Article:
The Inconsistencies of VeganismPosted: February 27, 2012
I have another man crush, this instance on Rhys Southan and the fine words he spews:
If vegans want to convince us that it’s ethical to eat plants and unethical to eat animals, they need a coherent reason for this. So vegans settled on sentience. And yet when people want to eat non-sentient animals and say it’s okay by vegan ethics, the vegan majority gets upset. Christopher Cox outraged a ton of vegans with his “Consider the Oyster” manifesto that held up non-sentient oysters as a veganism-compatible animal food. Well, vegans… if oysters aren’t sentient, what is the problem?
And then there are the vegans who hear about vegan-appropriate animal products and shrug them off with an indifferent “fine, but gross, I wouldn’t eat that” and never address the subject again. But that’s just damning oysters with faint acknowledgment and does nothing to reconceptualize veganism as an idea based on an actual principle rather than an arbitrary division between categories of food. If vegans really want to save sentient animals, they should be at the forefront of making insects more palatable. The Loving Hut vegan restaurant chain should have an actual seafood menu. Vegans should raise their next generation on peanut butter and jellyfish sandwiches, with human breast milk soft serve ice cream for dessert. They should be petitioning for the green “V” to appear on boxes of frozen New Zealand mussels. And they should be mass-marketing bivalve sausages. Hell, those would actually be good!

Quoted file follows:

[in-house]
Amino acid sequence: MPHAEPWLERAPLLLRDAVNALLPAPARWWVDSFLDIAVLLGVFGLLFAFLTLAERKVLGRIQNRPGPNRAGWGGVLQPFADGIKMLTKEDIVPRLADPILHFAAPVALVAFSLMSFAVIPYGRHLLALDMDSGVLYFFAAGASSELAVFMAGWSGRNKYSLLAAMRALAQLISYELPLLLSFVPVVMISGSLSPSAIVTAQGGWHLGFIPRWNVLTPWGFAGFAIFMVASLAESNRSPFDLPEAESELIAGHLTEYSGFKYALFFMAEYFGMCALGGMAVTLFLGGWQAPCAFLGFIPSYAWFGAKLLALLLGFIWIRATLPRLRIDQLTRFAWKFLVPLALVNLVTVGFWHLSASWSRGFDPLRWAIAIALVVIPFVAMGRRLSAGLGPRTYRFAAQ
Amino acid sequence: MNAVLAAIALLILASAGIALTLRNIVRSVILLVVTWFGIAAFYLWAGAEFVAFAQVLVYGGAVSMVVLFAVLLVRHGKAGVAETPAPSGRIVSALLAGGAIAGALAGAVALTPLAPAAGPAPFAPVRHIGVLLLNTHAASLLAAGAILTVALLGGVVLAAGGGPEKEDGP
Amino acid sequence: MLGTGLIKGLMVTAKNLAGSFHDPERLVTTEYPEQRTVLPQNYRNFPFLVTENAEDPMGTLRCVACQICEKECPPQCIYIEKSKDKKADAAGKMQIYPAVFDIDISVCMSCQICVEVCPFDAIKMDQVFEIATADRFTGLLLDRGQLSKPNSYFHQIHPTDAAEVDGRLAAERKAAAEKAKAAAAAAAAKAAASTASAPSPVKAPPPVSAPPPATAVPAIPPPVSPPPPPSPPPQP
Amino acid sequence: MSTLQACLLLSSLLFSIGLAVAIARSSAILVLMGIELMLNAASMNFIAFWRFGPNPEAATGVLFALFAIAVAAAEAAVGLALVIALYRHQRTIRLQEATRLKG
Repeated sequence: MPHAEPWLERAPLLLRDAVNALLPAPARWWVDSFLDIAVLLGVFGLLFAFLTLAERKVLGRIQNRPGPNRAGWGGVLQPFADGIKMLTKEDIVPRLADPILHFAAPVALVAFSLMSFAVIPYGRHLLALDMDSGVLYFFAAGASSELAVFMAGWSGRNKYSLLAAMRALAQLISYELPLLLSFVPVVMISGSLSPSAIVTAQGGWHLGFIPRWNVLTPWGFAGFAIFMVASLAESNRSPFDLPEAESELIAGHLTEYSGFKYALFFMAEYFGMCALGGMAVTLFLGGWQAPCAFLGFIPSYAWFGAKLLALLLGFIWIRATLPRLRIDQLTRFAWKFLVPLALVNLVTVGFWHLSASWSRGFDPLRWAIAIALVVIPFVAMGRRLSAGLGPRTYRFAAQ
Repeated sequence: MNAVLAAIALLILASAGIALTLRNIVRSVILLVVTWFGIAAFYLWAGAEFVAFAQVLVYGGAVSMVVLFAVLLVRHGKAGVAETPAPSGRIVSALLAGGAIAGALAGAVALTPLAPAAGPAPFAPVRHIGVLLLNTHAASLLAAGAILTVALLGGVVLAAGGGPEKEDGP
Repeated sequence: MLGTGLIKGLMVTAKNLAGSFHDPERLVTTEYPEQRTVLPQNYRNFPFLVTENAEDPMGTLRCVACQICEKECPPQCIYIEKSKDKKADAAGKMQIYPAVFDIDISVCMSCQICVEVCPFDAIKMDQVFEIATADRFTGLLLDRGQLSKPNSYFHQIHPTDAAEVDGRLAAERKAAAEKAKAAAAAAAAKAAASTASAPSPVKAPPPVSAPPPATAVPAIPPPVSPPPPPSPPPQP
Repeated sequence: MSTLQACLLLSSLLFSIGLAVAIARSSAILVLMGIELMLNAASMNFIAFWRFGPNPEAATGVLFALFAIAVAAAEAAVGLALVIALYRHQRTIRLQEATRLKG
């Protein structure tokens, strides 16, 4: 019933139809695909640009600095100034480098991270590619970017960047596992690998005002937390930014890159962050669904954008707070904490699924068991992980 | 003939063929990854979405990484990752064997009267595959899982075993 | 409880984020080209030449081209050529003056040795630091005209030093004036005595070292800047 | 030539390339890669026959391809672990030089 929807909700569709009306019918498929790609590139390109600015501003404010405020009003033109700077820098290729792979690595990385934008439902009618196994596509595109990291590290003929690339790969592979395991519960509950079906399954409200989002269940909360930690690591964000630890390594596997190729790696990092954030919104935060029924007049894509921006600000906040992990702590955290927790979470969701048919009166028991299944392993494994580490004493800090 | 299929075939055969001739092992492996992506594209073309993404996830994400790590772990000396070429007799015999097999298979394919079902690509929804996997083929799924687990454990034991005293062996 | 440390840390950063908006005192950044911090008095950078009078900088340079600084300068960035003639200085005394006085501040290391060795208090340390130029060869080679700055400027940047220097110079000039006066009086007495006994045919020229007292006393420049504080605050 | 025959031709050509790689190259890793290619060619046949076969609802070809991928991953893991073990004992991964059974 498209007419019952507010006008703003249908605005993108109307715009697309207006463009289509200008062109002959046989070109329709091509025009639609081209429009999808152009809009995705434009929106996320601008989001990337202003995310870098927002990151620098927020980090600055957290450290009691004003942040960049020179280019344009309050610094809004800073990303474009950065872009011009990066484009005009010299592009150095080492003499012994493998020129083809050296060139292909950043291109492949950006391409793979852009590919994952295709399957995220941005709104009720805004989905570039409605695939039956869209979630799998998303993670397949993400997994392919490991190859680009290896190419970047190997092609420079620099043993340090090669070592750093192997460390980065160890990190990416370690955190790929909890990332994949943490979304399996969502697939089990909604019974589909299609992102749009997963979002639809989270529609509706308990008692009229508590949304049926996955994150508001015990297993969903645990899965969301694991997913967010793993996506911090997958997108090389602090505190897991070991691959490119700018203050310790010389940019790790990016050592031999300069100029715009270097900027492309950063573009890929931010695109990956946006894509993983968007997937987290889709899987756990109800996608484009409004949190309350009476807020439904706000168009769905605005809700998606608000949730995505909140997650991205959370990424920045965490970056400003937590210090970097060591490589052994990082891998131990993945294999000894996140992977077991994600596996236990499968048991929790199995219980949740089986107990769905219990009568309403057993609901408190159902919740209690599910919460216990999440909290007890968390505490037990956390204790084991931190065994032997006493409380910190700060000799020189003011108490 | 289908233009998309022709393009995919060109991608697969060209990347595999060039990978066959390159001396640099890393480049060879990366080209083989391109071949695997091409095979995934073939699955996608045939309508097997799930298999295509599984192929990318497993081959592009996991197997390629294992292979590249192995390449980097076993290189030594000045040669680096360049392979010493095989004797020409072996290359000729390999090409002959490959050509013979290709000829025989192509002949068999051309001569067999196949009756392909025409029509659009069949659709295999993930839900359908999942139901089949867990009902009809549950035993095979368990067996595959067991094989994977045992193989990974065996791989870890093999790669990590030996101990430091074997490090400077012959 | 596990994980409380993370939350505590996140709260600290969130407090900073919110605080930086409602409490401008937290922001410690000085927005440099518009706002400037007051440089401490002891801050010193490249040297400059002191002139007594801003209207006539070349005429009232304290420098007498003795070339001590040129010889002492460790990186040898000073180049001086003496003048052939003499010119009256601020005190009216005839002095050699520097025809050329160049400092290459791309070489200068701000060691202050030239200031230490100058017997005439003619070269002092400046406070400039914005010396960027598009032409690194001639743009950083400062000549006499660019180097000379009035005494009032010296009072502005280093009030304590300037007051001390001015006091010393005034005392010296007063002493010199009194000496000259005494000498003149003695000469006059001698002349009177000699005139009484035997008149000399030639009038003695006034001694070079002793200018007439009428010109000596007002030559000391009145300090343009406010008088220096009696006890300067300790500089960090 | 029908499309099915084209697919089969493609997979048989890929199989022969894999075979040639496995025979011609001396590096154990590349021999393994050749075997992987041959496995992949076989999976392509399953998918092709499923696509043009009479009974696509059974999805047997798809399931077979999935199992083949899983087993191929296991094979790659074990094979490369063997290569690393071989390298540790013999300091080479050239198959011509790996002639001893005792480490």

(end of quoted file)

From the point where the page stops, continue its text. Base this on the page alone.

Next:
I understand the desire to reduce your impact and the harm your actions cause, but entrenching yourself on an arbitrary line like “No Animal Products Ever” is arbitrary and often counter-productive to your initial goals. There’s something to be said about stating an overall objective and leaving application to the particular situation.